Winter is less than four months away, but Russian President Vladimir Putin is already freezing eastern Ukraine.
No, I’m not talking about the possibility of Ukraine not being able to renegotiate lower gas prices this year. (That’s another issue entirely).
The kind of freeze that Putin is plotting for Ukraine is political. For more than a year, he has been deploying troops to eastern Ukraine to assist Russian-backed rebels to destabilize the country. And it’s working.
Despite Kyiv working out a deal with creditors to reduce its $18 billion debt, its economy has been decimated by Moscow’s proxy war. It’s GDP has shrunk by 7 percent since 2014 (It’s projected to shrink by 10 percent if things go well this year), more than forty banks have gone bankrupt, and inflation exceeds more than 60 percent. The human toll has been enormous. More than 6,800 people have died in the fighting; most of the victims are women and children. At the end of June, there were officially 1.35 million internally displaced people in Ukraine. The United Nation’s Office for the Coordination of Humanitarian Affairs says there are 2.5 million people displaced by Russian aggression in Ukraine. That’s more than during the war in Bosnia.
All of this is great news for Putin.
For years, he has wanted to keep Ukraine in Russia’s sphere of influence. When Ukrainians pushed former president Viktor Yanukovych to sign the European Union’s Neighborhood Agreement in 2013, Putin threatened Ukraine with tariff and trade checks. Yanukovych refused to sign the EU agreement, and Ukrainians quickly revolted. Had Putin not intervened, Ukraine likely would be on a long, but inevitable road to EU membership. For now, the sight of official EU flags flying from government buildings in Kyiv seems decades away.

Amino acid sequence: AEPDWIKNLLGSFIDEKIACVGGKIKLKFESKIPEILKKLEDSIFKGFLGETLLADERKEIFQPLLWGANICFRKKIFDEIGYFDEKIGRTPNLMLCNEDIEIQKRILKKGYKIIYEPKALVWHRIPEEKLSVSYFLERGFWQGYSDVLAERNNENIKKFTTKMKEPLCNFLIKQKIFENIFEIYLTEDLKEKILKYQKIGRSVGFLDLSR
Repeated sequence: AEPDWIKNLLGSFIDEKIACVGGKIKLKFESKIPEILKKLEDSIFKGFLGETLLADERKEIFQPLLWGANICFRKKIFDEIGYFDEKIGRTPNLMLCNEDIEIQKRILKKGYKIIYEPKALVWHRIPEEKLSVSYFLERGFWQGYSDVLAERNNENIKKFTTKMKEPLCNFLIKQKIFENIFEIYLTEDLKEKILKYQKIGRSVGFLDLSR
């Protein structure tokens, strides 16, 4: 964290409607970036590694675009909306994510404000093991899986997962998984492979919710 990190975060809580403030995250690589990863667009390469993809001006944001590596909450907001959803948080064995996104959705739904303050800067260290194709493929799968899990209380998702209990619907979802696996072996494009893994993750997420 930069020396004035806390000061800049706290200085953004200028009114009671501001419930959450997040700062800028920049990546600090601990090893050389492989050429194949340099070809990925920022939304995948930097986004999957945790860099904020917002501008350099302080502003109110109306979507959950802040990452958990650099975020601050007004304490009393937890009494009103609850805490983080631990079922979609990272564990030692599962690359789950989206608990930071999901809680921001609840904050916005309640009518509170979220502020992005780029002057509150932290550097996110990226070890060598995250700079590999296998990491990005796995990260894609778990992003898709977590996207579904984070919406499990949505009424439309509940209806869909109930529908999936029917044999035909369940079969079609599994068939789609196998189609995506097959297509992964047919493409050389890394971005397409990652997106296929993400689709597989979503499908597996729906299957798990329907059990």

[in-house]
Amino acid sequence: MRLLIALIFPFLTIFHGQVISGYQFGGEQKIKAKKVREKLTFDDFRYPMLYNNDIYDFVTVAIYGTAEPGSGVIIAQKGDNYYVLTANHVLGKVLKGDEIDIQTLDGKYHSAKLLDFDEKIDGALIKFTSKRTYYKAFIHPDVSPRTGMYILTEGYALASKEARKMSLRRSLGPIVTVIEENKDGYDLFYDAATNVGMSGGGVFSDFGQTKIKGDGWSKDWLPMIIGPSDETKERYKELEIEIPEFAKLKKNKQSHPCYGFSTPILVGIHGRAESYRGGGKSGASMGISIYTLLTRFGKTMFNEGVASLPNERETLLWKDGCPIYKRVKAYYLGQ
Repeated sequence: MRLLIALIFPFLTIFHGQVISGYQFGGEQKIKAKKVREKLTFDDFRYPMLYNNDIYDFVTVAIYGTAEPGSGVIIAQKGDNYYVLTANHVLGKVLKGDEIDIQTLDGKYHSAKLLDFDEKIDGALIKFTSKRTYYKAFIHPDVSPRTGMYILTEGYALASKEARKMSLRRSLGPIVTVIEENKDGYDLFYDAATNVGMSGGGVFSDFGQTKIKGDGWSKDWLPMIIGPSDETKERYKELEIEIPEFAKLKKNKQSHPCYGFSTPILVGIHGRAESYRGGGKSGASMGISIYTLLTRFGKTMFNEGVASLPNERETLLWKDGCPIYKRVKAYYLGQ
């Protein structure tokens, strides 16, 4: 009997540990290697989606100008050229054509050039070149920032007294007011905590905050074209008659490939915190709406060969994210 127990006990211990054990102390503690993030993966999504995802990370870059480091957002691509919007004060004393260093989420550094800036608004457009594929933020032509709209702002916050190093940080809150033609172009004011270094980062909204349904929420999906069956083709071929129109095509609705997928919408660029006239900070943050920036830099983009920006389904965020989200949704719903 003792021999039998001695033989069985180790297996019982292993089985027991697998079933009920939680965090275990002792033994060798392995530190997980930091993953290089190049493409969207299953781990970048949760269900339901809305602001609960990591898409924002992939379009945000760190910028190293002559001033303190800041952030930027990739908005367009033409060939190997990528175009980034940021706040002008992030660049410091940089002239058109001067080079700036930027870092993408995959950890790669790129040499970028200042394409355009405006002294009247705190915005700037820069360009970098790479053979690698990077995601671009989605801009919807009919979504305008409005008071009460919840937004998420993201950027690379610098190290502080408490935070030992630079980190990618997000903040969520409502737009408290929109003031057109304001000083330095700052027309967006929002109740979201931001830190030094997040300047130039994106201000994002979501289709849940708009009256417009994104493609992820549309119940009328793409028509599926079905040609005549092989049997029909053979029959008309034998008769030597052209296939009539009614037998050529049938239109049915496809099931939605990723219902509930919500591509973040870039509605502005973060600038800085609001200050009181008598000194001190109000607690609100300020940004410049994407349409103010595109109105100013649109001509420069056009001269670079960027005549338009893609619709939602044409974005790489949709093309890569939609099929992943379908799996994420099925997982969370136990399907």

That’s because Ukraine is stuck in a geopolitical limbo in which Putin has as much influence in the country’s affairs through proxy than elected officials in Kyiv have by way of constitutional authority. The road to a stable Ukraine leads to Moscow, not Kyiv or Brussels. Ukraine is geopolitically frozen in time.
Putin had Georgia in a political freeze of its own, up until a few years ago. Before Russia invaded Georgia in 2008, the country’s western-leaning government was crafting reforms that were leading it to signing the EU association agreement quickly. When I was in Tbilisi in 2008 as a graduate student, it looked nothing like the chronically corrupt country I remembered from my days as a Peace Corps Volunteer between 2003 and 2005. Mikheil Saakashvili had spent his first term and a half rooting out corruption and pulling Georgia out of Moscow’s uncompromising grip. But when Russian forces invaded Georgia in August on the flimsy accusation that Russian citizens in South Ossetia were under attack, it crippled the nation’s economy and threatened its national security outlook, making it less appealing for NATO membership. Georgia has since signed an EU association agreement, but that deal could have been inked years earlier had Russia decided not to bully its neighbor.
The West did little to make Putin pay, leading him to believe that his expansionism could go unchecked.